Neil Gorsuch on Education
Majority opinion: The Court ruled 8-1 that though there might be circumstances in which off-campus speech might fall under the purview of the school, this did not qualify. It did not involve bullying or threatening behavior, nor did it cause any disruptions at the school. Written by Breyer; joined by Roberts, Alito, Sotomayor, Kagan, Gorsuch, Kavanaugh, & Barrett.
Concurring opinion: Alito, joined by Gorsuch, focused on when a school is acting in loco parentis, agreeing that was not the case here.
Dissenting opinion: Thomas argued that, historically, a school can regulate off-campus speech if it has a tendency to harm the school, faculty, students, or programs.
The court stopped short of requiring states to fund religious education, ruling only that programs cannot differentiate between religious and secular private schools. "A state need not subsidize private education. But once a state decides to do so, it cannot disqualify some private schools solely because they are religious," Roberts wrote.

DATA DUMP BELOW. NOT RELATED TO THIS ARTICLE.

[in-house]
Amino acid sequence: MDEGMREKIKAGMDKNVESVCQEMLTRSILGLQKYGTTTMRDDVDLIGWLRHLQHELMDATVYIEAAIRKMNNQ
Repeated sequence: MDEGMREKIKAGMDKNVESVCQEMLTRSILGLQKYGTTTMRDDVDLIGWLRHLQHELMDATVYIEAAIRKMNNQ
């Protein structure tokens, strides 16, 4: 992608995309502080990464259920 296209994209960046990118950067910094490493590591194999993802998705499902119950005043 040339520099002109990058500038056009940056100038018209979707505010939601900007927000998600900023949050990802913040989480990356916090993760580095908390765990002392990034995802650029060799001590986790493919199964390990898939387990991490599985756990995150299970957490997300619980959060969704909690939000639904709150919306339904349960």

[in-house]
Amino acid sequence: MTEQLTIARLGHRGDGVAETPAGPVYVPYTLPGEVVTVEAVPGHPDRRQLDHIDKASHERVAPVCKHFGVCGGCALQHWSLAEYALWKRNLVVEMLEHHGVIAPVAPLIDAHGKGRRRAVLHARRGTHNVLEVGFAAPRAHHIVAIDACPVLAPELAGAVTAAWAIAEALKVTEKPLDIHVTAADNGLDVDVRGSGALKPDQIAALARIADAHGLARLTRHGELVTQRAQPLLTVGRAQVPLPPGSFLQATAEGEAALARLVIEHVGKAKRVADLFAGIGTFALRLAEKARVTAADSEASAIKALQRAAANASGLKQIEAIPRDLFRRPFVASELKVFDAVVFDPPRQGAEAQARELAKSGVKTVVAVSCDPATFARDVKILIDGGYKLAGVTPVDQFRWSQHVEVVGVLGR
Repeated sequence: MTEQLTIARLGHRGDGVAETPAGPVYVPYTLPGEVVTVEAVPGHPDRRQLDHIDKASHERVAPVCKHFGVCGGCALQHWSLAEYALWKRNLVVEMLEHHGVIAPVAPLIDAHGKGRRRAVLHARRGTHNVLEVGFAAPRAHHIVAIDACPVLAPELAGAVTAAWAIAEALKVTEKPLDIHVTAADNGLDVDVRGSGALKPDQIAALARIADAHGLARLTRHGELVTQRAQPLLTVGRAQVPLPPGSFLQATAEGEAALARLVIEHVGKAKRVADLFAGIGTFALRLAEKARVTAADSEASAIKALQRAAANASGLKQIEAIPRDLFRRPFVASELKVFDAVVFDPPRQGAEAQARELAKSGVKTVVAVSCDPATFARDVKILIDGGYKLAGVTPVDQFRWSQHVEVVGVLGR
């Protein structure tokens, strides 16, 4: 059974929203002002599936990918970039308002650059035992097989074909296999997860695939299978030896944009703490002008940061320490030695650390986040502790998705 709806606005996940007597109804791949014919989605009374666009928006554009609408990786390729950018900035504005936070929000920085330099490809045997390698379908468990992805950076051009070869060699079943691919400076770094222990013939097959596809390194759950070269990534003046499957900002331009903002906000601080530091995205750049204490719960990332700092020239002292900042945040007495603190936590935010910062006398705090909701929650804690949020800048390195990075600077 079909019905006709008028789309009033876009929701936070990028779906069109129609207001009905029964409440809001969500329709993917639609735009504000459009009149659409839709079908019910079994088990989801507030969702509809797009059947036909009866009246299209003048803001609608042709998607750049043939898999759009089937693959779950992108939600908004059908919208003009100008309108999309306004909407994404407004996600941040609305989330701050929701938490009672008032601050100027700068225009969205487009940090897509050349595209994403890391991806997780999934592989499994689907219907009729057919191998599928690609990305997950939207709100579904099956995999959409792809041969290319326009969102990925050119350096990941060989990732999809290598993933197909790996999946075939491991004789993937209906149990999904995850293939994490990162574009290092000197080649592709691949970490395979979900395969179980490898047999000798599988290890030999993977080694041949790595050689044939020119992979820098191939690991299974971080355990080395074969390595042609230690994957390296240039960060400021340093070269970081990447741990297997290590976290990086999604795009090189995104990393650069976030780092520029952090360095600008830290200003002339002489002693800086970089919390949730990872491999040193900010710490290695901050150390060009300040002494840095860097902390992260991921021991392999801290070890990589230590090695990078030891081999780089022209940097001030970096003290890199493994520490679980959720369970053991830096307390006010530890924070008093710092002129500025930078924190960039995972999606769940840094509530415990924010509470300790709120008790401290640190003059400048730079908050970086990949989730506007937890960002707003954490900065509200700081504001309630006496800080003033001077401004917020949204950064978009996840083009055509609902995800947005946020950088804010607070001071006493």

Roberts and other conservative justices said the no-aid policy had its roots in 19th-century anti-Catholic sentiment, that blocked religious schools from receiving public funds. Amendments in 37 states were "'born of bigotry' and 'arose at a time of pervasive hostility to the Catholic Church,'" he wrote. "Many of its state counterparts have a similarly 'shameful pedigree.'"
|Other Justices on Education:||Neil Gorsuch on other issues:|
Samuel Alito(since 2006)
Amy Coney Barrett(since 2020)
Stephen Breyer(since 1994)
Neil Gorsuch(since 2017)
Ketanji Brown Jackson(nominated 2022)
Elena Kagan(since 2010)
Brett Kavanaugh(since 2018)
John Roberts(since 2005)
Sonia Sotomayor(since 2009)
Clarence Thomas(since 1991)
Merrick Garland(nominated 2016)
Ruth Bader Ginsburg(1993-2020)
John Paul Stevens(1975-2010)
Sandra Day O'Connor(1981-2006)
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